Again, British Special Forces, just like French agents, had also been instrumental in the 2011 ‘uprising’, in which they had been working hand-in-hand with the very jihadists and terrorists they now want to go back in and destroy; there were literally Western special forces “disguising themselves as Arabs” and moving around with the Libyan ‘rebels’ back then.
The ‘Islamic State’ didn’t exist under that name back in 2011, but the Salafists and extremists that France, NATO and the West were working with were essentially the same breed.
But the situation with ISIL in Libya now is so bad that a second intervention may be unavoidable; Western powers have turned a blind eye to the horrors of post-Gaddafi Libya for as long as possible, hoping to pretend everything was alright – and hoping to maintain the ‘we did a wonderful thing in Libya’ act for as long as possible.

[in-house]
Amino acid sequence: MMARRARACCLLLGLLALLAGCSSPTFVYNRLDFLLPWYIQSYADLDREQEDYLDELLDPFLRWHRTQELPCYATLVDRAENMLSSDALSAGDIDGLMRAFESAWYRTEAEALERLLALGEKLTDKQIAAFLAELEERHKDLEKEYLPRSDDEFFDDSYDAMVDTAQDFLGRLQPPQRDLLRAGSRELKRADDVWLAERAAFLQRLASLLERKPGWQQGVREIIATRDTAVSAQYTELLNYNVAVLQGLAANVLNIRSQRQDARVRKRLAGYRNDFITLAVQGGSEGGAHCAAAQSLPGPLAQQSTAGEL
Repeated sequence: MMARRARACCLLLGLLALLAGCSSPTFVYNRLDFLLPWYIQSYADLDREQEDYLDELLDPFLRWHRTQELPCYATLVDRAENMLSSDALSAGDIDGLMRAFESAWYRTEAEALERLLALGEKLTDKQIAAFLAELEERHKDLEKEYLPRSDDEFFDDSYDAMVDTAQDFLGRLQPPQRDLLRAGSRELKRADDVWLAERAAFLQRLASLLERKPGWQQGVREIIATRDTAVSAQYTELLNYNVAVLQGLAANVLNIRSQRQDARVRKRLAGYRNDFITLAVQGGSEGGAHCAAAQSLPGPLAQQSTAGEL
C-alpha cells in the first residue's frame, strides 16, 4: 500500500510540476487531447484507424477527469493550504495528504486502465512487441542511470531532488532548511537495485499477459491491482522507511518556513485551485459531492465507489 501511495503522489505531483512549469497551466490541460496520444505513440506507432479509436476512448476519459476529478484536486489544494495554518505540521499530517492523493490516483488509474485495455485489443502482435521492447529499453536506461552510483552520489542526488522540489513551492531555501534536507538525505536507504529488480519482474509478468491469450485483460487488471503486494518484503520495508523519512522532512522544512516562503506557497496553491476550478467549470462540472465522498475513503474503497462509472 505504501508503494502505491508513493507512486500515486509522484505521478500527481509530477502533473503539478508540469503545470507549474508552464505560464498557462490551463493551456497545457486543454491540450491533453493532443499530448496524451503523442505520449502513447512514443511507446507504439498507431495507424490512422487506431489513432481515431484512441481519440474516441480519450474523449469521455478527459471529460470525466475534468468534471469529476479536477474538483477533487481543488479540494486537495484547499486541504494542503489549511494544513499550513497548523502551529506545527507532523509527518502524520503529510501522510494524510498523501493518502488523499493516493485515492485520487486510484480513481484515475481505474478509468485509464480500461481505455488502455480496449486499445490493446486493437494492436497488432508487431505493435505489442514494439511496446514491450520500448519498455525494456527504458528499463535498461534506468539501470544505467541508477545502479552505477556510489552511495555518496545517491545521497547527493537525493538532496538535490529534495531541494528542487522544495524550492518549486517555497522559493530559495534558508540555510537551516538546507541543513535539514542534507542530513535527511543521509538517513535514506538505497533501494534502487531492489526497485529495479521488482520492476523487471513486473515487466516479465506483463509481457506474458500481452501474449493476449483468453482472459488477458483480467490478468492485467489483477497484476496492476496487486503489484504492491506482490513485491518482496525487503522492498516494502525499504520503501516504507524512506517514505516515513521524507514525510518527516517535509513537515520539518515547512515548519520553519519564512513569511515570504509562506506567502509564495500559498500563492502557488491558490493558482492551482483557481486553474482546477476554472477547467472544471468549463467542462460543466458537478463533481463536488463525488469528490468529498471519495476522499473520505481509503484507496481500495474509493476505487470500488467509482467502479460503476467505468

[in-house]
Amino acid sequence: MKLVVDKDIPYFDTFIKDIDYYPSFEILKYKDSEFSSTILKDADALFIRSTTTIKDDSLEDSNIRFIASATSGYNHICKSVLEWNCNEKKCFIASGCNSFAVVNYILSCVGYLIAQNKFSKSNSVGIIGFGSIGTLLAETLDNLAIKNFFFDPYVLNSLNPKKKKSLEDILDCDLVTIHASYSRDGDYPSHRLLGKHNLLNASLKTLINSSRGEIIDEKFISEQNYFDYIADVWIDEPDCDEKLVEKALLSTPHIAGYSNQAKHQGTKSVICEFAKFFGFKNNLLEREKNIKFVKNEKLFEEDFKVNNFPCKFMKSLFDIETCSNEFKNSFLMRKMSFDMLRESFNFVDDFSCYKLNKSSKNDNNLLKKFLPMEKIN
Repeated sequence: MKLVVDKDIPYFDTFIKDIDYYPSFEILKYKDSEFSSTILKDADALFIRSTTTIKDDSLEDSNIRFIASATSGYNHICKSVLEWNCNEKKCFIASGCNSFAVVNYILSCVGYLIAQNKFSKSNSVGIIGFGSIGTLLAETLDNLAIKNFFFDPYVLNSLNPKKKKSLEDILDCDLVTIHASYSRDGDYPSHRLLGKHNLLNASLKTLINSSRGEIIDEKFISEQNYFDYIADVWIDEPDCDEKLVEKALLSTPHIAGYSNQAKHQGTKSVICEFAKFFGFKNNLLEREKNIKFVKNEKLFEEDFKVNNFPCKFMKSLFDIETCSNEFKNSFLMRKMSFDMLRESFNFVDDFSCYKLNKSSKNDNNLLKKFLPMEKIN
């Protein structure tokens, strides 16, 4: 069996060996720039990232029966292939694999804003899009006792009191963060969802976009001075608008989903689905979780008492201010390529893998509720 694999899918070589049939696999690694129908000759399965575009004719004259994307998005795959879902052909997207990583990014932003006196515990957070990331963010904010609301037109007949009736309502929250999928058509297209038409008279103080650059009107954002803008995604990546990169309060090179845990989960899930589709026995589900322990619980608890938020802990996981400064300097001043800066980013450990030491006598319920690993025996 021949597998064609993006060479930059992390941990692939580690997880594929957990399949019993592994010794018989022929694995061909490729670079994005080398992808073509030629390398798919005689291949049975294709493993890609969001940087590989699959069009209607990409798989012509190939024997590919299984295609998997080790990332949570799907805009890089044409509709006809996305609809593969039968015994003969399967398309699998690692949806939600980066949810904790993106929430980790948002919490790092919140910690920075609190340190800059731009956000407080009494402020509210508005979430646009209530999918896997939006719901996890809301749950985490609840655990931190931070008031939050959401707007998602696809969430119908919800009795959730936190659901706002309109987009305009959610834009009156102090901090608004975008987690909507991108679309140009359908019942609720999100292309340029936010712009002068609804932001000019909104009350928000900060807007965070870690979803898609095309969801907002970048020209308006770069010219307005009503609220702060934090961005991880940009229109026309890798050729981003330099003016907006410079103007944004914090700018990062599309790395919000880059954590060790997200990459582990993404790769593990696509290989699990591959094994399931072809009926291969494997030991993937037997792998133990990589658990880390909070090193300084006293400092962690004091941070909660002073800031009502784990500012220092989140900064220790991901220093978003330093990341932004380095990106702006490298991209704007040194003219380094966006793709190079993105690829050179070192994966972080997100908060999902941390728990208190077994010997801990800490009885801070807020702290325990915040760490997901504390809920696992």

But the scale of the ISIL infestation has become alarming even to the jihadists’ initial sponsors.
A report released by the United Nations in early December 2015 warned about the seriousness of the surge in ISIL/Daesh’s military presence in Libya.
The once stable but now fallen northern African state is strategically important to jihadists, not only for its oil, but on account of its geographical location as the crossroads between the Middle East, Africa and Europe.
This has already been seen to some extent with the migrant trafficking operation launching unsafe boats from the Libyan coast to Europe, resulting in thousands of migrants entering Europe and hundreds dying at sea. Although it isn’t certain that ISIL is directly involved with the criminal traffickers, the terrorist group has openly threatened in the past to use migrants and refugees as ‘psychological warfare’ to destabilise Europe.
It isn’t the degradation of the Libyan people that bothers France or the Western officials, but simply the fact that the ‘Libya Problem’ (that *we* created) is now directly impacting on Europe.